- زمان مطالعه 7 دقیقه
- سطح متوسط
دانلود اپلیکیشن «زیبوک»
این فصل را میتوانید به بهترین شکل و با امکانات عالی در اپلیکیشن «زیبوک» بخوانید
متن انگلیسی فصل
I was sitting in Sherlock Holmes’s rooms in Baker Street. He was looking at my boots.
‘Why Turkish?’ he asked.
‘They’re made in England,’ I replied. ‘I bought them yesterday.’
‘I can see that!’ he said. ‘Anyway, I didn’t mean your boots. I meant the bath. Why did you have a Turkish bath?’
‘It’s good for my health,’ I said. ‘I wanted a change.’
‘You shouldn’t let the assistants at the baths tie your boot laces. You tie them better yourself.’
I looked at my laces and saw the knot was in fact tied a little differently to the way I usually tied my knots.
‘Incredible!’ I thought. ‘He notices the smallest differences!’
‘If you really want a change, Watson, I have a job for you. You can go to Switzerland, all expenses paid. I have a case I must investigate there but I don’t want to go too far away. Besides, I prefer my housekeeper’s cooking to the food abroad. Mrs Hudson makes an excellent lunch, if you’d like to stay.’
‘Thank you,’ I replied. ‘But I can’t stop, I must go back home.’ Holmes ordered lunch anyway.
‘I think Scotland Yard would prefer to see me in London,’ he continued. ‘There’s one criminal in particular who will happily take advantage of my absence, but that is not something I can discuss at this moment.’
‘I’d like to hear more,’ I said.
‘Lady Frances Carfax,’ he began, ‘the daughter of the late Earl of Rufton, is around forty years old. She is very beautiful for her age. She has the advantage of wealth and the disadvantage of having none of her own. Her brother owns the family home whereas she has no fixed address and no husband. She has some valuable Spanish jewellery, which she carries with her everywhere. I’m afraid that she may be in danger.’
‘I don’t understand,’ I said. ‘Is Lady Frances Carfax in Switzerland?’
‘An interesting question,’ he replied. ‘Is she there or somewhere else? Is she alive or is she dead? Her family last heard from her more than five weeks ago. She has a friend in England she often writes to. She has had no letters from her.’
‘Has anyone seen her?’ I asked.
‘She went into a bank in Switzerland four weeks ago and wrote a cheque for fifty pounds to her maid. Send me a telegram if you find out more information.’
Holmes gave me an address of a hotel in Lausanne.
‘Holmes, are you really asking me to investigate?’
‘Of course. Here - I have a first class ticket you can have! Now, shall we eat?’
Two days later I arrived at the hotel in Lausanne. I found out that Lady Frances often stayed there. She was a lovely lady. She was interested in books and she often went for walks on her own. She told the owner she was going to stay for the summer, but five weeks later she paid in advance and left early. The head waiter was engaged to her maid, Marie, and he knew nothing of their plans to leave until he received a letter from his fiancee. It said that she was visiting her family in France to tell them about their engagement. I asked to speak to him.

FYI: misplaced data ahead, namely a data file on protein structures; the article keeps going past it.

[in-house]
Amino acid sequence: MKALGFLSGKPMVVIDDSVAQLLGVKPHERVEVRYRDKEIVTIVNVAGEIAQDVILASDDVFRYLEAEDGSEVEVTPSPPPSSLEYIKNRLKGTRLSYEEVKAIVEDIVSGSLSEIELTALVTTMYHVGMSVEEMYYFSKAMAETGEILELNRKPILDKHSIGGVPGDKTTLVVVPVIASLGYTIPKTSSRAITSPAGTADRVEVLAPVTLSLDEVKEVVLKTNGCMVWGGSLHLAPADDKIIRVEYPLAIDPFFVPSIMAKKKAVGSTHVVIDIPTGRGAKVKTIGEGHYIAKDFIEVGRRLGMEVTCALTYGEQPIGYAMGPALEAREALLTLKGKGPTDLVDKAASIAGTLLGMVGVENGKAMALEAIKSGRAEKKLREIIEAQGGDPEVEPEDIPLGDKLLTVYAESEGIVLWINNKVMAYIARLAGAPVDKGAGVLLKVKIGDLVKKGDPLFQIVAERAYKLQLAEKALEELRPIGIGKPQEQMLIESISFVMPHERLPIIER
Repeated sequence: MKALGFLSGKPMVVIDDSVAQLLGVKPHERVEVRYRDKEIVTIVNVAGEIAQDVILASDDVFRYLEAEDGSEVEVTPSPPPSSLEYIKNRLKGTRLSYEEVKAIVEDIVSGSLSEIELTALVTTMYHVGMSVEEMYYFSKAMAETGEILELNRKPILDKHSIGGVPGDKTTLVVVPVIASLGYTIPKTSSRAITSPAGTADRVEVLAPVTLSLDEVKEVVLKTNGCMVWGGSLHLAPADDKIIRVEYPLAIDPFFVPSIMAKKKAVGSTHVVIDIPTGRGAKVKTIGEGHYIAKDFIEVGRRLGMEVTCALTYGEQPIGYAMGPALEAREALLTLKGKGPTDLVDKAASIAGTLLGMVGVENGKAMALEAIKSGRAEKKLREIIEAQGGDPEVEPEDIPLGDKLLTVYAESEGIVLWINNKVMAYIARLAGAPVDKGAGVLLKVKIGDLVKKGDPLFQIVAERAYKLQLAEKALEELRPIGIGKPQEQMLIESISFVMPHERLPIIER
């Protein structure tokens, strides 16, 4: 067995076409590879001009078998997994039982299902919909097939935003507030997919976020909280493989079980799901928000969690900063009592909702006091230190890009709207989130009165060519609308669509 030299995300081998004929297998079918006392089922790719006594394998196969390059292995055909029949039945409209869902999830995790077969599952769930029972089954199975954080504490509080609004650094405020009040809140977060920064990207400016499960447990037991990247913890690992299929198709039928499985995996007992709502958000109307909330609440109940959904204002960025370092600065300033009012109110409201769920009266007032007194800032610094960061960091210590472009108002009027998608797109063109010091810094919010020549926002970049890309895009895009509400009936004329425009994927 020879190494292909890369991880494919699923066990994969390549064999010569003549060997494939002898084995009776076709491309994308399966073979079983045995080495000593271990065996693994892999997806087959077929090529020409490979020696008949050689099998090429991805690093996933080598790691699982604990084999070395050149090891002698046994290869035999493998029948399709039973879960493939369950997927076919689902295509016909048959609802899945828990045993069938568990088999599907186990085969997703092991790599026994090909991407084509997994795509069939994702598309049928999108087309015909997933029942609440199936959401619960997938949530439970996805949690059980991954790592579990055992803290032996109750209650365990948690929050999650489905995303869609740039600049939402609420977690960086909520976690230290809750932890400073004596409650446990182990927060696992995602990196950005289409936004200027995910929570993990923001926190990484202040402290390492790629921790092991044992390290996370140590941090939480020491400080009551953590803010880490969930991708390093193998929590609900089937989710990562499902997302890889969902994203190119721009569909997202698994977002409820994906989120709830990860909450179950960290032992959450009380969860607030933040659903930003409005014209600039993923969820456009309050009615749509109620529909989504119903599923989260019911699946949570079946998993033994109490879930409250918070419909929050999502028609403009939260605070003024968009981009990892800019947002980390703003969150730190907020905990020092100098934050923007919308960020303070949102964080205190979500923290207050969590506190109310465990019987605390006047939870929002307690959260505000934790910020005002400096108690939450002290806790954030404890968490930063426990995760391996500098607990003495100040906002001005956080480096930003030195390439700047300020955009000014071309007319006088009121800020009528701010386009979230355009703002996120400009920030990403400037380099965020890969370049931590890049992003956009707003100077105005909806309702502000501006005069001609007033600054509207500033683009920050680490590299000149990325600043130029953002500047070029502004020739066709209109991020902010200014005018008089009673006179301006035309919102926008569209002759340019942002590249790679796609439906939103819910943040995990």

The waiter couldn’t tell me much about Lady Frances. Marie never spoke about her employer’s private matters but he remembered something interesting: in the last few days before she left, the lady seemed sad and worried. A dark-haired man with a beard was seen holding her by the arm near the lake. Marie thought the man was following her because she saw him again near the hotel. Soon after this Lady Frances left.
He gave me Marie’s address in France and suggested I spoke to the travel agency in town.
The travel agency had copies of train tickets that were sold to two English ladies on the day they left. The final destination was Baden. The lady who paid did not leave her name and she did not leave an address for her luggage, which she preferred to keep with her.
In Baden, I found an English-speaking guest house. The hotel manager recognised Lady Frances from my description. Her maid only stayed one night. The lady was friendly with two guests, Dr Shlessinger and his wife. Dr Shlessinger came to Baden to rest after becoming unwell during his time in South America. He was a very religious man and often spoke of his work with the missionaries there. Lady Carfax, in particular, seemed very interested in their missionary work and wanted to help. Dr Shlessinger paid for her hotel bill and the three guests said they were leaving for London.
‘You aren’t the only person looking for the lady,’ the manager added. ‘A man asked me about her. He was a big, bearded man. I think he was English but I didn’t recognise his accent. I’d say he has lived abroad for some time.’
I was sure the man had something to do with Lady Frances’s disappearance. I sent a telegram to Holmes to tell him how quickly I was resolving the matter and that I was leaving for France to speak with Lady Frances’s maid. I received a telegram in return asking for a description of Dr Shlessinger’s left ear. I didn’t like Holmes’s strange idea of a joke. I decided to continue with my investigations.
The maid lived in a small village and I quickly found her house. When I explained that her mistress was missing, she was very upset and told me everything I needed to know.
‘I am so sorry!’ she said. ‘The mistress was angry at me for leaving and we argued. When I left she gave me a letter. There was a cheque for fifty pounds as a wedding present. She is such a kind lady but she has not been the same since she saw that man by the lake in Lausanne!’
‘Which man?’ I asked. ‘Describe him to me.’
Just as she began describing the man, she screamed loudly at a face at the window.
‘There he is!’ she cried. ‘The man I told you about! He’s following us!’
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